Endangered wolf allowed to stay in wild
By SUSAN MONTOYA BRYAN Associated Press Writer
ALBUQUERQUE, N.M.—Federal wildlife managers have decided to allow an endangered Mexican gray wolf that has been linked to four livestock killings to remain in the wild in southwestern New Mexico.
U.S. Fish and Wildlife Service regional director Benjamin Tuggle made the decision Friday regarding the alpha male of the San Mateo pack.
Despite a policy that allows the agency to remove a wolf from the wild after three livestock kills in one year, Tuggle said in a memo to the coordinator of the Mexican gray wolf recovery program that removal of the animal could hurt any potential population gains.
The male wolf—known as AM1114—is raising four 8-week-old pups with help from the pack's alpha female, officials said.
"This is a productive pack. They're producing pups," said agency spokesman Jose Viramontes. "The Fish and Wildlife Service is in the business of successful reintroduction of the Mexican wolf and this aids that. The regional director felt with that goal in mind we'd be able to leave the animal out there longer."
Michael Robinson of the Center for Biological Diversity, a group that has been critical of the way the agency has handled the wolf reintroduction program, called Tuggle's decision "good news."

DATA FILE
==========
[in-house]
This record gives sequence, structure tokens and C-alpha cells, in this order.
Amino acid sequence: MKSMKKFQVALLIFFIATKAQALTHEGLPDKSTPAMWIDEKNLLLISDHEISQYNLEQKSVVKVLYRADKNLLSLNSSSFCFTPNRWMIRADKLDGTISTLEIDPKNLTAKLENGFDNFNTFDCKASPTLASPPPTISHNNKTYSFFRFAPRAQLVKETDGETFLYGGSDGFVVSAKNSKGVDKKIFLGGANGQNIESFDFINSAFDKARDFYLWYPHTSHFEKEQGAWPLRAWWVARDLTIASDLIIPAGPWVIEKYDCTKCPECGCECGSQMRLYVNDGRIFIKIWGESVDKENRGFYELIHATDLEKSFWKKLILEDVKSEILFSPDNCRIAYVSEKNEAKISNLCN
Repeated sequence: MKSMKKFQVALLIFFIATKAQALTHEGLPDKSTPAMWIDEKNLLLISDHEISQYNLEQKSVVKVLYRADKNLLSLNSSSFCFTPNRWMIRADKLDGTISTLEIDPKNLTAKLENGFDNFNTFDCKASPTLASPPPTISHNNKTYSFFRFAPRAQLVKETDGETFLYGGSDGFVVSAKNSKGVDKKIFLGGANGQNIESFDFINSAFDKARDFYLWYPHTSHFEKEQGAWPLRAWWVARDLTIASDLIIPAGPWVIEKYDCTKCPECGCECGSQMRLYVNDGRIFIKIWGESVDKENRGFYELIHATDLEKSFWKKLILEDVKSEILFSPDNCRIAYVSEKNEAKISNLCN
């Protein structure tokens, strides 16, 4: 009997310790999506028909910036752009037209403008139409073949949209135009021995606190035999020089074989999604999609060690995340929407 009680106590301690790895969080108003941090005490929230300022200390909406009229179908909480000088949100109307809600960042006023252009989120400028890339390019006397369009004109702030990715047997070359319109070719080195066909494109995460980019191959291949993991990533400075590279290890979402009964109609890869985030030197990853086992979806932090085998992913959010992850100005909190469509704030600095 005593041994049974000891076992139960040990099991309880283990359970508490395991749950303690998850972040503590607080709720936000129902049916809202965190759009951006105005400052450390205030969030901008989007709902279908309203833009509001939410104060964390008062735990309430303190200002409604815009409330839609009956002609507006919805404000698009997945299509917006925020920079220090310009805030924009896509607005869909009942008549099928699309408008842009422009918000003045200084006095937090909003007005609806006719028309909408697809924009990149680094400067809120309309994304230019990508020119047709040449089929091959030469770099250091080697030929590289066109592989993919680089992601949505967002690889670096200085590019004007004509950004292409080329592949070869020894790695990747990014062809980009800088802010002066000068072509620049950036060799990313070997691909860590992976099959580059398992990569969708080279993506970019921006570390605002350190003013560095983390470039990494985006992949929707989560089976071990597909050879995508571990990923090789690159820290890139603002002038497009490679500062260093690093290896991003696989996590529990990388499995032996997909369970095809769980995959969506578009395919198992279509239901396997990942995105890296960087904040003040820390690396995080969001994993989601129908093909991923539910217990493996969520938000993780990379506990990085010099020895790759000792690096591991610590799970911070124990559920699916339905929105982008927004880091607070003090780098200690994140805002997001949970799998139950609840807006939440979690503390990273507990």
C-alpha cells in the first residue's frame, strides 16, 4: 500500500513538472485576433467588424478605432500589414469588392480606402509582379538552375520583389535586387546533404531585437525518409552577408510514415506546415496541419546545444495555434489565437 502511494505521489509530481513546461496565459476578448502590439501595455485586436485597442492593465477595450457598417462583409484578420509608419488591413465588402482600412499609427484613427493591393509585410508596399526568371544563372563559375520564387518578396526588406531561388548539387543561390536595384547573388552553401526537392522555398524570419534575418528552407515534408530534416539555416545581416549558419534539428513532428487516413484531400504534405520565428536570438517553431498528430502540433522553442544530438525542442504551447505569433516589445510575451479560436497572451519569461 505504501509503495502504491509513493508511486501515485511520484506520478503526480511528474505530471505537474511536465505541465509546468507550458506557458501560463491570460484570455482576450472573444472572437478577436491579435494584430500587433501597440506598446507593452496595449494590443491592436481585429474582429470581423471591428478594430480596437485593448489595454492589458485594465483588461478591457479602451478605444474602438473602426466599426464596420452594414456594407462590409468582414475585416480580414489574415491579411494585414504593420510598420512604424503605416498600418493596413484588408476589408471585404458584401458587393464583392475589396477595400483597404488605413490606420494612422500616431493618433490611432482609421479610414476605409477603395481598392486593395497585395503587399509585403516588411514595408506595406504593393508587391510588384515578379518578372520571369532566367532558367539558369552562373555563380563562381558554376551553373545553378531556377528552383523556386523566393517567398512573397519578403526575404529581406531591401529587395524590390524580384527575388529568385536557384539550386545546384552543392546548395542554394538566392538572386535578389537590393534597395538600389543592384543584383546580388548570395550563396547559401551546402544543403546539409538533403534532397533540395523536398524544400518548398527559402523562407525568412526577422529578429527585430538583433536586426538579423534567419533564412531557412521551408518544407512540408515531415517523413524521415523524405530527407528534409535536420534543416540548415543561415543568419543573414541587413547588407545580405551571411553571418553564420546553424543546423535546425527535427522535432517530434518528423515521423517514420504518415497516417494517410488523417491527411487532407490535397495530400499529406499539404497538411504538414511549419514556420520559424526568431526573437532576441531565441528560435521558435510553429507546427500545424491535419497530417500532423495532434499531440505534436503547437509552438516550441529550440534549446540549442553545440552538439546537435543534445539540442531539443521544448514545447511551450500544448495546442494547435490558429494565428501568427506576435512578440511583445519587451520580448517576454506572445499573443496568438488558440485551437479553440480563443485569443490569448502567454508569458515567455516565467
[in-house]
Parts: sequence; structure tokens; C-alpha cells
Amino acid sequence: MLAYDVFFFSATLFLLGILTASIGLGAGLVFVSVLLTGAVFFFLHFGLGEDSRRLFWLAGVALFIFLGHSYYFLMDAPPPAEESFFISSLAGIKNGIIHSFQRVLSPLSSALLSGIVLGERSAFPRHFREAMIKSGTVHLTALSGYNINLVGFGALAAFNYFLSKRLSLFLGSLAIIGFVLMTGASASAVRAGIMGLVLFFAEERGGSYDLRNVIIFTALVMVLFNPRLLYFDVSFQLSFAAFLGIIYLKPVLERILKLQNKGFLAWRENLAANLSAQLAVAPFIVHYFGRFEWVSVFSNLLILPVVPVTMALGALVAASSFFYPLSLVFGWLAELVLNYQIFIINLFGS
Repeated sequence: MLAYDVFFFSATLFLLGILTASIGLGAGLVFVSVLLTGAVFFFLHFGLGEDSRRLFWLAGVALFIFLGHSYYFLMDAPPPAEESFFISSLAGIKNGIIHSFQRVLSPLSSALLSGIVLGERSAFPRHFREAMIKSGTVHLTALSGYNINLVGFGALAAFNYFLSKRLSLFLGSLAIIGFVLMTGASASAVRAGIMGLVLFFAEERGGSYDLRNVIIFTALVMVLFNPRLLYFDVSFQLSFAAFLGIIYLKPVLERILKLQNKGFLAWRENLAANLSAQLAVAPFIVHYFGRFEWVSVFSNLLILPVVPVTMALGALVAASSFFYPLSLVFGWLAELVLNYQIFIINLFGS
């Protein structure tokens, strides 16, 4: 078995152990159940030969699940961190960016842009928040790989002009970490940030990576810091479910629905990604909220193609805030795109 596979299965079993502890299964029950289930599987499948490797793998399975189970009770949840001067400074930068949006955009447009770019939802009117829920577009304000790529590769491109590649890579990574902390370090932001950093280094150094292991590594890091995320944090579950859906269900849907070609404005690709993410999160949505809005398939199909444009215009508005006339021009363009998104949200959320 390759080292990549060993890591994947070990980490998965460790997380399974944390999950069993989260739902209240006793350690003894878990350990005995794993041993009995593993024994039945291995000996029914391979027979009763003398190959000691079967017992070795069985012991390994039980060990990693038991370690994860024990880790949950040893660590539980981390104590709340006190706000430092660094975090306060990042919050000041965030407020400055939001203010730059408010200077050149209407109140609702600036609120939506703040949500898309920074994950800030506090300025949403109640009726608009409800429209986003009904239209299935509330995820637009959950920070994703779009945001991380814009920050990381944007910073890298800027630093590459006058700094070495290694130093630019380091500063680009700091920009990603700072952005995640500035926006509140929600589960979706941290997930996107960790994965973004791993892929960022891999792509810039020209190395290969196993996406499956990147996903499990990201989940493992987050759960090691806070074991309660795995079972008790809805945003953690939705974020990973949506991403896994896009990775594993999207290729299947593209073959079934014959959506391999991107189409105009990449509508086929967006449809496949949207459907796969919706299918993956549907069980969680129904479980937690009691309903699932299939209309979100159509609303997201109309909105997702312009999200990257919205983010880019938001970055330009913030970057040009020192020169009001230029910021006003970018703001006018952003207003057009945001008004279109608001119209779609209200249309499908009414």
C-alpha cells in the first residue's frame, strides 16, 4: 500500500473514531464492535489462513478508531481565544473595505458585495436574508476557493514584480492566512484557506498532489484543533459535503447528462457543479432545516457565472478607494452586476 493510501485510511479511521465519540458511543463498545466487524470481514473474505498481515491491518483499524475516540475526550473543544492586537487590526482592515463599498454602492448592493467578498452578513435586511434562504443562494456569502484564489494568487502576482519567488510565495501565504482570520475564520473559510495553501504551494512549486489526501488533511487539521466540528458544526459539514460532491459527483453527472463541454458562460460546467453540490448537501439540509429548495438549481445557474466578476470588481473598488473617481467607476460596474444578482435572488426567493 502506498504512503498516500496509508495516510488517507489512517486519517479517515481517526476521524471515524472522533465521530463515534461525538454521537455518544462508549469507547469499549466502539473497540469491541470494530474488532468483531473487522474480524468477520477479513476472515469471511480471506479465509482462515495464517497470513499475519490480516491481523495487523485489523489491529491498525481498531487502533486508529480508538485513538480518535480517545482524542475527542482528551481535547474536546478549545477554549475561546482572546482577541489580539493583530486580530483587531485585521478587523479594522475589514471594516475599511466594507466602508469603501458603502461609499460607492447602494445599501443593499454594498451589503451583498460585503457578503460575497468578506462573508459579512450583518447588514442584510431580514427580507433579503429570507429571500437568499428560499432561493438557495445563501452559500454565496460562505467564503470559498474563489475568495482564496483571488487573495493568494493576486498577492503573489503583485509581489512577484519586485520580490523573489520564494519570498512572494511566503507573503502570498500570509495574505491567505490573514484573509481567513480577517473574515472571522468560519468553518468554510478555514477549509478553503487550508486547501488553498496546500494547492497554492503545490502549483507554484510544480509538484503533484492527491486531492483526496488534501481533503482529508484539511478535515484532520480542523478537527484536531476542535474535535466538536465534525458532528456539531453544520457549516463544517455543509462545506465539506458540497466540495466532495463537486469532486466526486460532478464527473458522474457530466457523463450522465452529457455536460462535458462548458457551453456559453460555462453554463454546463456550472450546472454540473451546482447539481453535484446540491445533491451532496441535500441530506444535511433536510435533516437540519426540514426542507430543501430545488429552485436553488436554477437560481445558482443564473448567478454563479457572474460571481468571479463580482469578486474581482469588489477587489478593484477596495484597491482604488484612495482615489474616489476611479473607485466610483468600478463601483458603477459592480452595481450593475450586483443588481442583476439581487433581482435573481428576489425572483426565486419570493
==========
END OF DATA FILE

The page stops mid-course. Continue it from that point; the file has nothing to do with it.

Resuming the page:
Robinson said the reproductive success of the San Mateo pack is "extraordinarily important just given the tiny population size and the very, very few breeding pairs that exist in New Mexico as well as Arizona."
The Mexican wolf, a subspecies of the gray wolf, was exterminated in the wild in the Southwest by the 1930s. In 1998, the government began reintroducing wolves along the Arizona-New Mexico line in a 4 million acre-plus territory interspersed with forests, private land and towns.
Biologists had hoped to have at least 100 wolves in the wild by now and 18 breeding pairs. The most recent survey shows there were 52 wolves and less than a handful of breeding pairs scattered between New Mexico and Arizona at the end of 2008.
Tuggle requested in his memo that the recovery program's interagency field team continue to monitor the San Mateo pack and try to prevent any further livestock kills by the pack.
Viramontes tactics may include establishing a food cache for the wolves—native prey that would placed in certain areas by wildlife managers—to prevent the wolves from going after livestock.